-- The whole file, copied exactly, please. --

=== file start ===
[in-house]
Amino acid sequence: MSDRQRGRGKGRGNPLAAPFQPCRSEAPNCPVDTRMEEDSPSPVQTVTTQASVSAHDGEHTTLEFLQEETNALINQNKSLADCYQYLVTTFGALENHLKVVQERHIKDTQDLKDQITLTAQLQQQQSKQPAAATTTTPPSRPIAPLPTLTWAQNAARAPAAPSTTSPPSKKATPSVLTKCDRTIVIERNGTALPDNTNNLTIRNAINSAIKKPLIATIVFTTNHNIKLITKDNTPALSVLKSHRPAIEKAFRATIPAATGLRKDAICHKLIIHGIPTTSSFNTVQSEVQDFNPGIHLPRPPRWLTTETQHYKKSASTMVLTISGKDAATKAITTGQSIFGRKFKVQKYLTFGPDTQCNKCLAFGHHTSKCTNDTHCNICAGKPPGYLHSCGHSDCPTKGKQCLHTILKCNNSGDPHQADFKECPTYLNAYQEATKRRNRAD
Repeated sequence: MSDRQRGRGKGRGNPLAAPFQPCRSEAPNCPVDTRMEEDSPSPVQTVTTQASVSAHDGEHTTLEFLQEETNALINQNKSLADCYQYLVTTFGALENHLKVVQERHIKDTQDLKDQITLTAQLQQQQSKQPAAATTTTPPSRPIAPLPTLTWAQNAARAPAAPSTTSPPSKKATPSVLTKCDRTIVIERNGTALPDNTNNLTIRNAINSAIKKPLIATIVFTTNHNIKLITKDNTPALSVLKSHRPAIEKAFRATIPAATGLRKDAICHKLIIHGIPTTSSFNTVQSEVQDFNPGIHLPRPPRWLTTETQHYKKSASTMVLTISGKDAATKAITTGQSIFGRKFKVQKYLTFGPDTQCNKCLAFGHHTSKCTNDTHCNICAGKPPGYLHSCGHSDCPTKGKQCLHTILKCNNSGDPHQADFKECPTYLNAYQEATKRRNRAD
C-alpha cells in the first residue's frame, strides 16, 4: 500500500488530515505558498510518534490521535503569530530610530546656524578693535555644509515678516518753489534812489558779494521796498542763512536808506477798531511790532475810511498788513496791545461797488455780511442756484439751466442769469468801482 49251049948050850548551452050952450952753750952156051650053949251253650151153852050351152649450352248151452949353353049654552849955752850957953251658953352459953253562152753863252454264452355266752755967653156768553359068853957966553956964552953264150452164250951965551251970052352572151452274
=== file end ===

[in-house]
Amino acid sequence: MSDRQRGRGKGRGNPLAAPFQPCRSEAPNCPVDTRMEEDSPSPVQTVTTQASVSAHDGEHTTLEFLQEETNALINQNKSLADCYQYLVTTFGALENHLKVVQERHIKDTQDLKDQITLTAQLQQQQSKQPAAATTTTPPSRPIAPLPTLTWAQNAARAPAAPSTTSPPSKKATPSVLTKCDRTIVIERNGTALPDNTNNLTIRNAINSAIKKPLIATIVFTTNHNIKLITKDNTPALSVLKSHRPAIEKAFRATIPAATGLRKDAICHKLIIHGIPTTSSFNTVQSEVQDFNPGIHLPRPPRWLTTETQHYKKSASTMVLTISGKDAATKAITTGQSIFGRKFKVQKYLTFGPDTQCNKCLAFGHHTSKCTNDTHCNICAGKPPGYLHSCGHSDCPTKGKQCLHTILKCNNSGDPHQADFKECPTYLNAYQEATKRRNRAD
Repeated sequence: MSDRQRGRGKGRGNPLAAPFQPCRSEAPNCPVDTRMEEDSPSPVQTVTTQASVSAHDGEHTTLEFLQEETNALINQNKSLADCYQYLVTTFGALENHLKVVQERHIKDTQDLKDQITLTAQLQQQQSKQPAAATTTTPPSRPIAPLPTLTWAQNAARAPAAPSTTSPPSKKATPSVLTKCDRTIVIERNGTALPDNTNNLTIRNAINSAIKKPLIATIVFTTNHNIKLITKDNTPALSVLKSHRPAIEKAFRATIPAATGLRKDAICHKLIIHGIPTTSSFNTVQSEVQDFNPGIHLPRPPRWLTTETQHYKKSASTMVLTISGKDAATKAITTGQSIFGRKFKVQKYLTFGPDTQCNKCLAFGHHTSKCTNDTHCNICAGKPPGYLHSCGHSDCPTKGKQCLHTILKCNNSGDPHQADFKECPTYLNAYQEATKRRNRAD
C-alpha cells in the first residue's frame, strides 16, 4: 500500500488530515505558498510518534490521535503569530530610530546656524578693535555644509515678516518753489534812489558779494521796498542763512536808506477798531511790532475810511498788513496791545461797488455780511442756484439751466442769469468801482 49251049948050850548551452050952450952753750952156051650053949251253650151153852050351152649450352248151452949353353049654552849955752850957953251658953352459953253562152753863252454264452355266752755967653156768553359068853957966553956964552953264150452164250951965551251970052352572151452274